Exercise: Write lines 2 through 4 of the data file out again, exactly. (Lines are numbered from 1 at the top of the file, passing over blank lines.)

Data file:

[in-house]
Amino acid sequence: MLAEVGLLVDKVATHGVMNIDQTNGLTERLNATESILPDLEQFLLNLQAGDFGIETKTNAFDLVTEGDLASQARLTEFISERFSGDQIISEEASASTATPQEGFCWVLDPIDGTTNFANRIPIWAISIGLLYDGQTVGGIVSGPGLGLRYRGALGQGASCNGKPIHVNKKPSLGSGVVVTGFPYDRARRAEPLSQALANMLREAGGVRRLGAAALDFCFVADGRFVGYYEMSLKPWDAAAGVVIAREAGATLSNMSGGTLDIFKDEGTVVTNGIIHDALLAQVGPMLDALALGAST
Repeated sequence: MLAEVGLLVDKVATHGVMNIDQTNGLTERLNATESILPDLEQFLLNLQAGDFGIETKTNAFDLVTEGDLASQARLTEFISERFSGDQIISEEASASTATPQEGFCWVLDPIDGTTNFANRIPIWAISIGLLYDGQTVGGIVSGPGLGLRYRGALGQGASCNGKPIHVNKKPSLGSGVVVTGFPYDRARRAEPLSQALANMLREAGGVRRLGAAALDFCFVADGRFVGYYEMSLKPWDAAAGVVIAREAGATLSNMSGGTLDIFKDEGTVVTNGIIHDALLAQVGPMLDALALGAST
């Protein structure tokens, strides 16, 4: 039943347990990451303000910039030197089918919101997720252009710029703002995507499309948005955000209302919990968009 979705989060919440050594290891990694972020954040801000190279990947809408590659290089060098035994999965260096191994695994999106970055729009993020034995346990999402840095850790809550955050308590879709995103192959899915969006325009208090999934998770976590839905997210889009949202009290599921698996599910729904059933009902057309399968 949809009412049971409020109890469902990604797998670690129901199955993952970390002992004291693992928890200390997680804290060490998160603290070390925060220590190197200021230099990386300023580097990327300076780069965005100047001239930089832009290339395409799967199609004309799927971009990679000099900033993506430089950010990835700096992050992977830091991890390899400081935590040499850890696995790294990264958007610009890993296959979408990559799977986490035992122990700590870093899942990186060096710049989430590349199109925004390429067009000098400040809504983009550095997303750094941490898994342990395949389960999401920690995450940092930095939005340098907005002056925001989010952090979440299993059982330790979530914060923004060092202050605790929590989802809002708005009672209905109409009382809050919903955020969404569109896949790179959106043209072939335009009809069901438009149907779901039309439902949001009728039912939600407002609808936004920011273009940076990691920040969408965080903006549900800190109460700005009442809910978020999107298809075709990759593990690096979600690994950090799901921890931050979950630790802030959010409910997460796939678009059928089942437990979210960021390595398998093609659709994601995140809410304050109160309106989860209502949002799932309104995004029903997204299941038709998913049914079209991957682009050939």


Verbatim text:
Amino acid sequence: MLAEVGLLVDKVATHGVMNIDQTNGLTERLNATESILPDLEQFLLNLQAGDFGIETKTNAFDLVTEGDLASQARLTEFISERFSGDQIISEEASASTATPQEGFCWVLDPIDGTTNFANRIPIWAISIGLLYDGQTVGGIVSGPGLGLRYRGALGQGASCNGKPIHVNKKPSLGSGVVVTGFPYDRARRAEPLSQALANMLREAGGVRRLGAAALDFCFVADGRFVGYYEMSLKPWDAAAGVVIAREAGATLSNMSGGTLDIFKDEGTVVTNGIIHDALLAQVGPMLDALALGAST
Repeated sequence: MLAEVGLLVDKVATHGVMNIDQTNGLTERLNATESILPDLEQFLLNLQAGDFGIETKTNAFDLVTEGDLASQARLTEFISERFSGDQIISEEASASTATPQEGFCWVLDPIDGTTNFANRIPIWAISIGLLYDGQTVGGIVSGPGLGLRYRGALGQGASCNGKPIHVNKKPSLGSGVVVTGFPYDRARRAEPLSQALANMLREAGGVRRLGAAALDFCFVADGRFVGYYEMSLKPWDAAAGVVIAREAGATLSNMSGGTLDIFKDEGTVVTNGIIHDALLAQVGPMLDALALGAST
């Protein structure tokens, strides 16, 4: 039943347990990451303000910039030197089918919101997720252009710029703002995507499309948005955000209302919990968009 979705989060919440050594290891990694972020954040801000190279990947809408590659290089060098035994999965260096191994695994999106970055729009993020034995346990999402840095850790809550955050308590879709995103192959899915969006325009208090999934998770976590839905997210889009949202009290599921698996599910729904059933009902057309399968 949809009412049971409020109890469902990604797998670690129901199955993952970390002992004291693992928890200390997680804290060490998160603290070390925060220590190197200021230099990386300023580097990327300076780069965005100047001239930089832009290339395409799967199609004309799927971009990679000099900033993506430089950010990835700096992050992977830091991890390899400081935590040499850890696995790294990264958007610009890993296959979408990559799977986490035992122990700590870093899942990186060096710049989430590349199109925004390429067009000098400040809504983009550095997303750094941490898994342990395949389960999401920690995450940092930095939005340098907005002056925001989010952090979440299993059982330790979530914060923004060092202050605790929590989802809002708005009672209905109409009382809050919903955020969404569109896949790179959106043209072939335009009809069901438009149907779901039309439902949001009728039912939600407002609808936004920011273009940076990691920040969408965080903006549900800190109460700005009442809910978020999107298809075709990759593990690096979600690994950090799901921890931050979950630790802030959010409910997460796939678009059928089942437990979210960021390595398998093609659709994601995140809410304050109160309106989860209502949002799932309104995004029903997204299941038709998913049914079209991957682009050939």